• Found Girlfriend to Love. Buddy falls in love with a beautiful young woman who is working on the same project–decorating the department’s toy section for Christmas. She isn’t judgmental of his exuberant joy and fun-loving spirit. In fact, they sing together.  We can all evaluate relationships with others by asking ourselves, “Does this person want to fix and then counsel me, or join in my life’s journey?” Counseling that’s un-asked for is judgment. Watch out, friends.
  • Ran Away When Brother Rejected Him. For quite some time, it seemed like all that happened to Buddy was rejection. The crowning blow came when his birth brother rejected him. A gang of kids was attacking Buddy and his brother joined in the attack.  It’s no fun when a sibling rejects you. When I was stepping off the banana-shaped plane to meet my birth mother, my birth sister was there also. As I descended the steps, I heard her mockingly cry out, “Look at the nose! Look at the nose!”
  • Thought About Suicide. Buddy felt hopeless at this time and entertained thoughts of committing suicide. Adoptees and foster kids are at high risk for this–4 times more likely. I’ll never forget standing with an adoptive mom at the casket of her teenage son. He became so depressed that he believed he had no friends. At the funeral, scores of classmates showed up to pay their respects. If you even have an inking thought of suicide, please tell your parents or another trusted person. That happened to me only once in my journey. I’ve been through two clinical depressions and one evening when my husband was away on business, I went to Kroger to get a script filled. When the pharmacist was filling it, this thought came to mind: “I could go home and take all these pills without anyone objecting.” Frankly, I had enough self-awareness to know that was a red flag. I was in too much danger of hurting myself to stay alone. Thus, upon returning home, I called my best friend and then she and her husband came and held me in their arms until my husband returned home. Moses Farrow has a wonderful outreach nationally to help adoptees not commit suicide. Reach out to him if there isn’t anyone in your life that you feel safe to share with. Santa came to save Buddy.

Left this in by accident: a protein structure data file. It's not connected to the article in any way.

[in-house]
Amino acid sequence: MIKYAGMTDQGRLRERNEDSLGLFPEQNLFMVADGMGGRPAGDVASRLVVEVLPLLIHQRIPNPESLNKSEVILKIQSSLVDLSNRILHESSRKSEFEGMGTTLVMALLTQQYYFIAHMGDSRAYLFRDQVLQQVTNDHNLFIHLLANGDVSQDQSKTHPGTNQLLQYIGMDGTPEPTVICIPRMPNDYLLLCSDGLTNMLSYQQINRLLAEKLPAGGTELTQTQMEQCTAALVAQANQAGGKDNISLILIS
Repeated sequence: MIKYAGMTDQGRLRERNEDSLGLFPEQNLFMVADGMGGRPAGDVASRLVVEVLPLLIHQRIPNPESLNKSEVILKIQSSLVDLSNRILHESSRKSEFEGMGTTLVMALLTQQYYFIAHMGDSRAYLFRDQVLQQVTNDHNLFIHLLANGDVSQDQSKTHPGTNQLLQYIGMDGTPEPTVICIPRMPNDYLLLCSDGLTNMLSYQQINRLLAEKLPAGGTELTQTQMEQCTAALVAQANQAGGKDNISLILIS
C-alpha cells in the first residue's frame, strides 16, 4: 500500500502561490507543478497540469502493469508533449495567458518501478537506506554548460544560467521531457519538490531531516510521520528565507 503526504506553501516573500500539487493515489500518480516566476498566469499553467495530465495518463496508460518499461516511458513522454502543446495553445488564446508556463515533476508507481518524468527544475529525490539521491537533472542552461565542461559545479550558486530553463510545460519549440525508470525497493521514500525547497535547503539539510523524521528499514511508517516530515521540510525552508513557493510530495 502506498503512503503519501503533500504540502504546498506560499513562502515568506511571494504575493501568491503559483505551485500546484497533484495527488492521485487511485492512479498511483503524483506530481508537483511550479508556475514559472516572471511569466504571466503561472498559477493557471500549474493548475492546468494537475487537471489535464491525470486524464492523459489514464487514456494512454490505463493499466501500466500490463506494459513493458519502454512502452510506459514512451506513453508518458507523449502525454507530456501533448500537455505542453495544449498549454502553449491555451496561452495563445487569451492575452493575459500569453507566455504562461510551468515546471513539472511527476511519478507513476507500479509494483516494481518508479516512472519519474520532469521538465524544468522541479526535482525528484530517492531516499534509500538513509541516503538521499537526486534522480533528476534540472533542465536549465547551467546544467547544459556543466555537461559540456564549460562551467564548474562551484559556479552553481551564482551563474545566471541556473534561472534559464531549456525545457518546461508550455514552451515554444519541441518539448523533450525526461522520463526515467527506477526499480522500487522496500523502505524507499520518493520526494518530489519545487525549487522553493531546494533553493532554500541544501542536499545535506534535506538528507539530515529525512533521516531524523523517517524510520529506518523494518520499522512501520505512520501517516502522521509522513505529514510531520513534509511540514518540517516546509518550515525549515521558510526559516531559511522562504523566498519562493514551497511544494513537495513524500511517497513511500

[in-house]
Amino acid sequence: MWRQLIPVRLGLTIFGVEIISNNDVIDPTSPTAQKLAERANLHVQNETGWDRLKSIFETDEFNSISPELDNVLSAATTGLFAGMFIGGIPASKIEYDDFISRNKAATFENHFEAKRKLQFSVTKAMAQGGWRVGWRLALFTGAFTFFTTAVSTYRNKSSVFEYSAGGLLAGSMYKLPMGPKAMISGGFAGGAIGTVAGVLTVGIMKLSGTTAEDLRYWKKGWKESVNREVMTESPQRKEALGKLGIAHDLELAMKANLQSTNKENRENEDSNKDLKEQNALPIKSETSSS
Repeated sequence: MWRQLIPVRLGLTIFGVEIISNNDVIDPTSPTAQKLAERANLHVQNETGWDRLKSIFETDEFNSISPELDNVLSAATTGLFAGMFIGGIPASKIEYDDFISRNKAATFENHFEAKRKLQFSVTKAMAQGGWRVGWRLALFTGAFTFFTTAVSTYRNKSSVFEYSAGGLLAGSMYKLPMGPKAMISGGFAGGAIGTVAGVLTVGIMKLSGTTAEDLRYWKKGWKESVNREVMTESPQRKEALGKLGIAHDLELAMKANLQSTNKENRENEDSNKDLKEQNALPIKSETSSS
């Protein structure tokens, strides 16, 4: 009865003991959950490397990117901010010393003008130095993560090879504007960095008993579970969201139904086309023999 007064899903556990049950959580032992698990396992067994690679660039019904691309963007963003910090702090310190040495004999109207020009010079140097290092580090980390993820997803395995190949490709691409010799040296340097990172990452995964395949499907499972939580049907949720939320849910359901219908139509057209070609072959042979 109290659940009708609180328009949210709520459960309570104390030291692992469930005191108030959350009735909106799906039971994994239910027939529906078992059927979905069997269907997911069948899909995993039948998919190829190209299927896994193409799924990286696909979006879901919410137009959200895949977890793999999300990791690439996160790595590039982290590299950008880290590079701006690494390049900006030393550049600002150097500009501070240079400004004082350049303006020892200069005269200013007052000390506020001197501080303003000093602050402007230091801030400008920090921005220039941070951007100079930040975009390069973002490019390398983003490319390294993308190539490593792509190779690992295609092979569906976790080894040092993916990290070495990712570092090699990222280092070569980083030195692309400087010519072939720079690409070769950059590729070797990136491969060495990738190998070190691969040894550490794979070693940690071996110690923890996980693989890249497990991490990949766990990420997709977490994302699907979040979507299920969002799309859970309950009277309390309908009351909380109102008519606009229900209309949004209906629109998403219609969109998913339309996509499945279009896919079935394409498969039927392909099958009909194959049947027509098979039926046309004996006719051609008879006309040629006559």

• Couldn’t Sleep Buddy couldn’t sleep. His real dad tucks him in because that was what the doc recommended at Buddy’s check up. Insomnia is nothing to mess with. Call your doc today.
  • Ate Sugar Endlessly After Buddy’s check up at the doc, he guzzled a liter of soda and poured maple syrup on spaghetti noodles, with a topping of cotton balls.
  • Found His Life Purpose Buddy’s purpose was to communicate this message as he and his reunited family take off in Santa’s sleigh toward the North Pole, “I don’t belong here. I will never forget you.”

The ELF Questionnaire… 

what words on the following list stand out like neon:

  1. I am curious about my birth family, especially at Christmas time. Where are they? Would they want to meet me?
  2. I feel like a square peg in a round hole with my adoptive family.
  3. I’m scared that my anger will never go away.
  4. Sometimes, I have silly thoughts about “ending it all.”
  5. If my real dad or mom are losers, I must be too.
  6. I have to pretend to be happy so my parents aren’t disappointed.
  7. Whenever I look at my bellybutton, I think about my birth mother.
  8. Why can’t I do anything right?
  9. Was something wrong with me? Is that why they gave me away?
  10. I feel rejected…especially at family gatherings
  11. When I think about my birth mother giving me away because she loved me, I don’t want anything to do with love.
  12. Sugar makes me feel good!
  13. I feel upset inside when I’m with others.
  14. I’m so tired but I can’t go to sleep.
  15. I’m incredibly happy about finding my birth relatives.
  16. I hope my real dad will grow to like me, like Buddy’s.
  17. Sometimes I do fun things like eating cottontails.
  18. My ears hurt when people talk loud.
  19. I dream about my real mom as a queen in a faraway land.
  20. Why am I so mad at Christmastime?

What Parents Can Do

  • Get a weighted blanket for your child.
  • Buy a rocking chair for your child.
  • Suggest a hot bath when emotions get triggered.
  • Invite child to watch Anne of Green Gables movie after Elf. Be sure and not get “Anne with an E” series-it contains several woke issues that won’t edify your child.
  • Find a healthy adoptee online group that will remain active over the holiday, especially Christmas Day.
  • Encourage your child to get a fellow adoptee to text with when you visit relatives.

Useful Links:

ELF MOVIE: https://www.youtube.com/watch?v=xjxieexfDyU

SUICIDE PREVENTION: Moses Farrow: https://MosesFarrow.com

ANNE OF GREEN GABLES MOVIE: tinyurl.com/2p98cu4r


There we have it, fellow adoptees and parents. 

I hope this post is helpful to you!

Love and hugs….